One of the biggest reasons why truckers continue to drive even while they're fatigued and too sleepy to drive is because they do not have access to a safe place to pull over and rest. If a driver does find a truck stop, he may not have a vacant parking spot at the stop. A new project that has been kick started in Minnesota aims to provide targeted information to drivers about available vacant parking spots in the truck stop coming up on their route.
The project has been kicked off by the Minnesota Department of Transportation, in collaboration with researchers at the University Of Minnesota. The project involves a system that provides truckers real-time information about vacant parking spots at trucking stops along their route. That gives truckers valuable input they will use to decide whether to drive on, or pull over at the parking area.
The system uses cameras that scan truck stops, and finds out how many vacant spots are there, relaying this information to the Department of Transportation website and also truckers. However, for the trucker to receive this information, his cab must be wired to receive those alerts. It's too early to tell whether the project will be successful in helping reduce sleepy driving, and the accuracy of the system will grow to 95%.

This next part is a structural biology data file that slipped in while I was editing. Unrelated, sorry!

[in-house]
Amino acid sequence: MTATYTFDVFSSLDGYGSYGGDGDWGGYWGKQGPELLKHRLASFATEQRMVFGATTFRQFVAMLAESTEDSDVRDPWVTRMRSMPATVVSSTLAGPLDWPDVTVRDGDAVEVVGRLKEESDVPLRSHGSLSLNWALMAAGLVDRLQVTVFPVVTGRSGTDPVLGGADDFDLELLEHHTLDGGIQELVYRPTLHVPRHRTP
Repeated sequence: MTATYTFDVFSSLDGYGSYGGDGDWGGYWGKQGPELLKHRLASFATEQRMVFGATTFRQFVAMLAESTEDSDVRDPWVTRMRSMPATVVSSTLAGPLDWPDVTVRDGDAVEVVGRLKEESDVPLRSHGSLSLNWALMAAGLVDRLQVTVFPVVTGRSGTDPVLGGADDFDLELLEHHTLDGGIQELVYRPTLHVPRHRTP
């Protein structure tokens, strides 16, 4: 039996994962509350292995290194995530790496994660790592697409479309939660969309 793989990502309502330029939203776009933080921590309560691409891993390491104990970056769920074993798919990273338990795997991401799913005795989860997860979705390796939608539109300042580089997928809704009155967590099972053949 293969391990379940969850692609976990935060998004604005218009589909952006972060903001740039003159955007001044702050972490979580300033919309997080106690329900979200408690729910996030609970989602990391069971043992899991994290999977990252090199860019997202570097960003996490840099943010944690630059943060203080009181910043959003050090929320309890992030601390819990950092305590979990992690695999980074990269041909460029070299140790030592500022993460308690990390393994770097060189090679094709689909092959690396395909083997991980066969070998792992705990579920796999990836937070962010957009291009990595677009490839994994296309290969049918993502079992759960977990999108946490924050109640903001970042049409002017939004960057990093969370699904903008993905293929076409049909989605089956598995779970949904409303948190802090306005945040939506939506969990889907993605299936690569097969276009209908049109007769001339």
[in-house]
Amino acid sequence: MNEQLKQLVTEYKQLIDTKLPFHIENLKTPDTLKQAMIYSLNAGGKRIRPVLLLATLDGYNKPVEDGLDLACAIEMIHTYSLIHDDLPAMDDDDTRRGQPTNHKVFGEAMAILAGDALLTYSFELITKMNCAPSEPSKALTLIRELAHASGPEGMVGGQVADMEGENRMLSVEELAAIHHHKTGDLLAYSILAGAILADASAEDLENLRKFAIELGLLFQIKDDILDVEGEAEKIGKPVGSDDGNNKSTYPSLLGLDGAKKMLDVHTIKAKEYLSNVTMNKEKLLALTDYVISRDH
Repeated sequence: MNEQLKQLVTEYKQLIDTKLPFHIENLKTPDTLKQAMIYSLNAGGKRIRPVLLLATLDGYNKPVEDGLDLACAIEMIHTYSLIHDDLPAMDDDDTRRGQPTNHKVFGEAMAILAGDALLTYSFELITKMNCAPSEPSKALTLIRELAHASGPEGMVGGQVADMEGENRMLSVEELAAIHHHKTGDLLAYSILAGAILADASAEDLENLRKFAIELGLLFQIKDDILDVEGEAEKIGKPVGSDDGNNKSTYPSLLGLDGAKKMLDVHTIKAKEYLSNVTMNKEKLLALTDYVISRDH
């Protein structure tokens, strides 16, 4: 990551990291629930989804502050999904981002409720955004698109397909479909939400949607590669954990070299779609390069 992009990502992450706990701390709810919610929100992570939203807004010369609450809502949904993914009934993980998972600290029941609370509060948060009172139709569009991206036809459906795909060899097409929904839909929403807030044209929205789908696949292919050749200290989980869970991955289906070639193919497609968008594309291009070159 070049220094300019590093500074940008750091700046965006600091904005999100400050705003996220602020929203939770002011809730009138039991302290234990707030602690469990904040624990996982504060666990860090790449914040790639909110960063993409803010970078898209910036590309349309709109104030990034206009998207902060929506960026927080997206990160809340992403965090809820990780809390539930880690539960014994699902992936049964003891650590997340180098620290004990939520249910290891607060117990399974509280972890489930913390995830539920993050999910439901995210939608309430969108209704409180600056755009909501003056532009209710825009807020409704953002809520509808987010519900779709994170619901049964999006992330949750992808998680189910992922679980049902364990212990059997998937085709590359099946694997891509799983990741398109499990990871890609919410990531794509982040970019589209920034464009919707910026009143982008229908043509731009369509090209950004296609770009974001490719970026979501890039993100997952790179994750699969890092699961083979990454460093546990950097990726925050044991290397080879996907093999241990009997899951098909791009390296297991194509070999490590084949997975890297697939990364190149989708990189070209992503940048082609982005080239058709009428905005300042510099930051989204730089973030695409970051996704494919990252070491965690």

Fatigue driving by truck drivers is a contributor to trucking accidents in Burbank, and a serious transportation safety problem that affects not only the safety of the truck driver, but also other motorists on the highway. However, the fact is also that there are several reasons for fatigued driving, including violation of Hours of Service rules, long journeys, and too-long routes. Merely helping the truck driver locate a parking spot or a truck stop may not help, if the driver is being encouraged by the employer to violate Hours Of Service rules, and drive beyond the legally permissible hours.